When I first heard Billy Crystal named as host this year, I thought it was a very good choice. He’s one of very few hosts who can improvise and riff on unexpected moments that occur during the show. But then a friend of mine who went to the rehearsals told me the skits were boring and the banter dull. So I approached the show with somewhat lowered expectations but ended up enjoying it quite a bit, definitely much more than last year’s ceremony.
First, the winners in some of the major categories:
Best Picture: The Artist
Best Actor: Jean Dujardin, The Artist
Best Actress: Meryl Streep, The Iron Lady
Best Supporting Actor: Christopher Plummer, Beginners
Best Supporting Actress: Octavia Spencer, The Help
Best Director: Michel Hazanavicius, The Artist
Best Original Screenplay: Woody Allen, Midnight in Paris
Best Adapted Screenplay: Alexander Payne, Nat Faxon, and Jim Rash, The Descendants
(For a full list, go here.)
Some of the highlights:
Funniest but least helpful focus group: Christopher Guest and Co. as an early focus group, giving feedback on a test screening of The Wizard of Oz. Favorite comments were Catherine O’Hara’s complaint about the use of little people to play munchkins (she thought they were kids): “You hire all these children and little people when there are plenty of capable, full-sized men out in the bread lines still.” Jennifer Coolidge chimed in with “there’s lots of ugly faces in this film, lots of elevator faces, faces that look like they were caught in an elevator, smushed together, hatchet faces, long chins…I’ve never seen so many unattractive people.”
Most inclusive thank-you: The sound editing duo of Philip Stockton and Eugene Gearty, for Hugo, who said, “I’d just like to thank everybody who is here tonight, and everybody who isn’t, and everybody who’s ever been born, or may be born or be born again or reborn. If I’ve forgotten anybody then you probably know who you are.”
Funniest reality check: Chris Rock on why “I love animation. You could be anything you want to be. You’re a fat woman, you can play a skinny princess. If you’re a short wimpy guy, you can play a tall gladiator. If you’re a white man, you can play an Arabian prince. And if you’re a black man, you can play a donkey or a zebra.”
Randiest presenter: Melissa McCarthy, doing a take on her Bridesmaids character by coming to Crystal’s dressing room in a robe and asking him, “How about we make this dressing room an undressing room?”
Longest wait for an Oscar: Christopher Plummer’s. The 82-year-old actor started his acceptance speech by addressing the Oscar: “You’re only two years older than me, darling. Where have you been all my life?” He continued, “When I first emerged from my mother’s womb, I was already rehearsing my Academy thank-you speech.”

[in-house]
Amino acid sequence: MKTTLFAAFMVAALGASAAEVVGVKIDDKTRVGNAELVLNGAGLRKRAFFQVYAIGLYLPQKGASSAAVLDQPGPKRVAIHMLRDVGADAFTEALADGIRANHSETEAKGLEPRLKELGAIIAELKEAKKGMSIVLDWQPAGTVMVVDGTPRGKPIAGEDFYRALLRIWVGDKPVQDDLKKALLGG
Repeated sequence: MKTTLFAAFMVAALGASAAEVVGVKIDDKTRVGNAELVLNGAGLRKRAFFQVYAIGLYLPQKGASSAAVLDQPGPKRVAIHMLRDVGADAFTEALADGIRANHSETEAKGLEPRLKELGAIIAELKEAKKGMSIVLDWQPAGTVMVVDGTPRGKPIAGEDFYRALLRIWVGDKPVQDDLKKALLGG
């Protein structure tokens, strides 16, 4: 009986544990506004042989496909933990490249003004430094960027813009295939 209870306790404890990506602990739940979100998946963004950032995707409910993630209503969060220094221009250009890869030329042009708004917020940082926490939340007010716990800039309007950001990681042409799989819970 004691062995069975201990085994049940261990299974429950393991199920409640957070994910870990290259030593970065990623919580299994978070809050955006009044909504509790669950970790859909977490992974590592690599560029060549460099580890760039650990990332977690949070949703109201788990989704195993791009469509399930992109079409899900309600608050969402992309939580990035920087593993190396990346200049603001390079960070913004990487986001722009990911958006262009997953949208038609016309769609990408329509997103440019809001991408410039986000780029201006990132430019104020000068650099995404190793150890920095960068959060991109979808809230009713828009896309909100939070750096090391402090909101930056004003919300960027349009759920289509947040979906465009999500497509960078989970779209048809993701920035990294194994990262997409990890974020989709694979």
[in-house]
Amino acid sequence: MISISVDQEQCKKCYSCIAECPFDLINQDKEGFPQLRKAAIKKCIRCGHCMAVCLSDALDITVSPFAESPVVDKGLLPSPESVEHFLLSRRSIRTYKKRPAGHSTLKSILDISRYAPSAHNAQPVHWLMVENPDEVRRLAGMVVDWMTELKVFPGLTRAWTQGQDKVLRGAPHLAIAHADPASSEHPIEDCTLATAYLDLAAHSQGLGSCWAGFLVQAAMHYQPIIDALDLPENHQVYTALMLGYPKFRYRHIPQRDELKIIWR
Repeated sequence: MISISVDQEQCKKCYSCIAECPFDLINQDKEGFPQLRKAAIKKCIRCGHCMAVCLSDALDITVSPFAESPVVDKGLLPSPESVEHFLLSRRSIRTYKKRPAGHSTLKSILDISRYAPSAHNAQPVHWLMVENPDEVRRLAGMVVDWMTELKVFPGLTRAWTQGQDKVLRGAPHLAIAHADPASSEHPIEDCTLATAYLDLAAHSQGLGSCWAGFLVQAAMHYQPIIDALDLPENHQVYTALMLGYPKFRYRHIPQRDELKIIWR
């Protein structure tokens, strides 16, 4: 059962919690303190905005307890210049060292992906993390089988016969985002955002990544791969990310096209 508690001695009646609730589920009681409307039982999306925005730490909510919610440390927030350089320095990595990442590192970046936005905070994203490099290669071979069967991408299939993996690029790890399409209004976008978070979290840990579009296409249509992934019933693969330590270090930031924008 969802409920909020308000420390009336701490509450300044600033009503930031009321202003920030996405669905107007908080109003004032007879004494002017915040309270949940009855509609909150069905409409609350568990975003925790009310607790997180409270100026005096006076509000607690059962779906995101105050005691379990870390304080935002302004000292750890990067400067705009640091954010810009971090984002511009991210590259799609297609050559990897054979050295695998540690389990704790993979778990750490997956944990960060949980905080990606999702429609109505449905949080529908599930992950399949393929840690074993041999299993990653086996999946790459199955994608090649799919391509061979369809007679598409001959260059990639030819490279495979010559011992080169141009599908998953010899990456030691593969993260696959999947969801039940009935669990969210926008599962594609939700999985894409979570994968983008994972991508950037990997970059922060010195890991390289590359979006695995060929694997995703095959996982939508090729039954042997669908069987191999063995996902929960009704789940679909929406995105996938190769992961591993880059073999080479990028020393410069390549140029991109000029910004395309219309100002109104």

Best quip after a boring speech: After Academy president Tom Sherak gave his obligatory dull remarks, Crystal said, “Thank you for whipping the crowd into a frenzy.”
Most exciting moment for a Flight of the Conchords fan: When Bret McKenzie won best song for “Man or Muppets” from The Muppets. Who knew half of that brilliantly goofy duo would one day be an Oscar winner? He said, “I grew up in New Zealand watching The Muppets on TV. Never dreamed I’d get to work with them. I was genuinely starstruck when I finally met Kermit the frog, but once you get to know him, he’s just a normal frog. And like many stars here, he’s a lot shorter in real life.”
Most, ah, interesting way of presenting awards for the short films: Kristen Wiig and Maya Rudolph making double entendres about the shorts, though Rudolph claimed they were talking about movies, not “wieners.” Wiig: “See, I’d rather have a short film with some heft that’s nice to me, rather than a long film that just lies there and makes you do all the work.” Rudolph: “But sometimes a film can be too long.” Wigg: “Not for me, not for me.”
Goofiest running gag: The Scorsese drinking game that the Bridesmaids ladies started at the Golden Globes, in which if someone says the director’s name, they have to drink. The best part was Scorsese’s delighted but completely befuddled reaction, having no idea what was going on.
Presenter who best managed to make scripted bits seem funny and sincere: Colin Firth, who presented the best actress award. When paying tribute to Meryl Streep, he said, “Mamma Mia! We were in Greece, we danced, I was gay, and we were happy.” He also told Michelle Williams she was his mentor on the movie they did together (A Thousand Acres), and that he aspired to be like her “even though you were 12 and I was 35.”
After the show, a friend of mine who was at the Oscars called and sent over a couple of fun photos she took. She said Octavia Spencer decided her clutch was too small so she also carried a giant handbag with her.
My friend also caught Kenneth Branagh photobombing John Corbett and his longtime partner, Bo Derek.
What did you think of the show? Favorite bits? Parts you hated? For my fashion roundup, click here.
Photos: The Artist cast/Ian West/PA; Cirque du Soleil/Kevin Winter/Getty Images; Angelina Jolie-Jim Rash/Entertainment Weekly; Rose Byrne & Melissa McCarthy/Kevin Winter/Getty